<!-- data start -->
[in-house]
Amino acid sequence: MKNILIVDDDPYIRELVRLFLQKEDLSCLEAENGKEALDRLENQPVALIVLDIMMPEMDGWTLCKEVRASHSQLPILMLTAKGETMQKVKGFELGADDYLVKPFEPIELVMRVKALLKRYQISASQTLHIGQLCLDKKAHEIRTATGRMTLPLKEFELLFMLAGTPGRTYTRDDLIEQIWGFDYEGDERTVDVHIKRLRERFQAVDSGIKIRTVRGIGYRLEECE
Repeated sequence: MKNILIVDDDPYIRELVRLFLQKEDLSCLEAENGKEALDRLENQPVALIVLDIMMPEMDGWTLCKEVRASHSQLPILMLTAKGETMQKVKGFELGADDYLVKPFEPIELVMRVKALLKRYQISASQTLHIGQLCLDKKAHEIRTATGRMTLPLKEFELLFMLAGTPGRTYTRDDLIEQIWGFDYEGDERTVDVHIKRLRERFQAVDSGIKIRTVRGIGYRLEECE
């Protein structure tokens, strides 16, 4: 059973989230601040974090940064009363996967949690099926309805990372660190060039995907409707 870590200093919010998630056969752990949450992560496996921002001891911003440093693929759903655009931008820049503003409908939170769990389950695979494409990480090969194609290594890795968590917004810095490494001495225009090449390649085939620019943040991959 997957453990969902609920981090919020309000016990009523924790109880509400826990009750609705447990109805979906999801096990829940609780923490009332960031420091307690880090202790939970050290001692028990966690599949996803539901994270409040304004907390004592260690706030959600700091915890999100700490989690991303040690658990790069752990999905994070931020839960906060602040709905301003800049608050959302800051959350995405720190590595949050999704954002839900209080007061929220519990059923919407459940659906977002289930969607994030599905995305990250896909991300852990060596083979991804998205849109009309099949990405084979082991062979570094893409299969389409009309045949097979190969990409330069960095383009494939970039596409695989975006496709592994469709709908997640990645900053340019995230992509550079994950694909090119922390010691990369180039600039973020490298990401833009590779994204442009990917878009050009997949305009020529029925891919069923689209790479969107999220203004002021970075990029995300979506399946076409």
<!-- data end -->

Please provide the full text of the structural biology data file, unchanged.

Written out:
[in-house]
Amino acid sequence: MKNILIVDDDPYIRELVRLFLQKEDLSCLEAENGKEALDRLENQPVALIVLDIMMPEMDGWTLCKEVRASHSQLPILMLTAKGETMQKVKGFELGADDYLVKPFEPIELVMRVKALLKRYQISASQTLHIGQLCLDKKAHEIRTATGRMTLPLKEFELLFMLAGTPGRTYTRDDLIEQIWGFDYEGDERTVDVHIKRLRERFQAVDSGIKIRTVRGIGYRLEECE
Repeated sequence: MKNILIVDDDPYIRELVRLFLQKEDLSCLEAENGKEALDRLENQPVALIVLDIMMPEMDGWTLCKEVRASHSQLPILMLTAKGETMQKVKGFELGADDYLVKPFEPIELVMRVKALLKRYQISASQTLHIGQLCLDKKAHEIRTATGRMTLPLKEFELLFMLAGTPGRTYTRDDLIEQIWGFDYEGDERTVDVHIKRLRERFQAVDSGIKIRTVRGIGYRLEECE
């Protein structure tokens, strides 16, 4: 059973989230601040974090940064009363996967949690099926309805990372660190060039995907409707 870590200093919010998630056969752990949450992560496996921002001891911003440093693929759903655009931008820049503003409908939170769990389950695979494409990480090969194609290594890795968590917004810095490494001495225009090449390649085939620019943040991959 997957453990969902609920981090919020309000016990009523924790109880509400826990009750609705447990109805979906999801096990829940609780923490009332960031420091307690880090202790939970050290001692028990966690599949996803539901994270409040304004907390004592260690706030959600700091915890999100700490989690991303040690658990790069752990999905994070931020839960906060602040709905301003800049608050959302800051959350995405720190590595949050999704954002839900209080007061929220519990059923919407459940659906977002289930969607994030599905995305990250896909991300852990060596083979991804998205849109009309099949990405084979082991062979570094893409299969389409009309045949097979190969990409330069960095383009494939970039596409695989975006496709592994469709709908997640990645900053340019995230992509550079994950694909090119922390010691990369180039600039973020490298990401833009590779994204442009990917878009050009997949305009020529029925891919069923689209790479969107999220203004002021970075990029995300979506399946076409």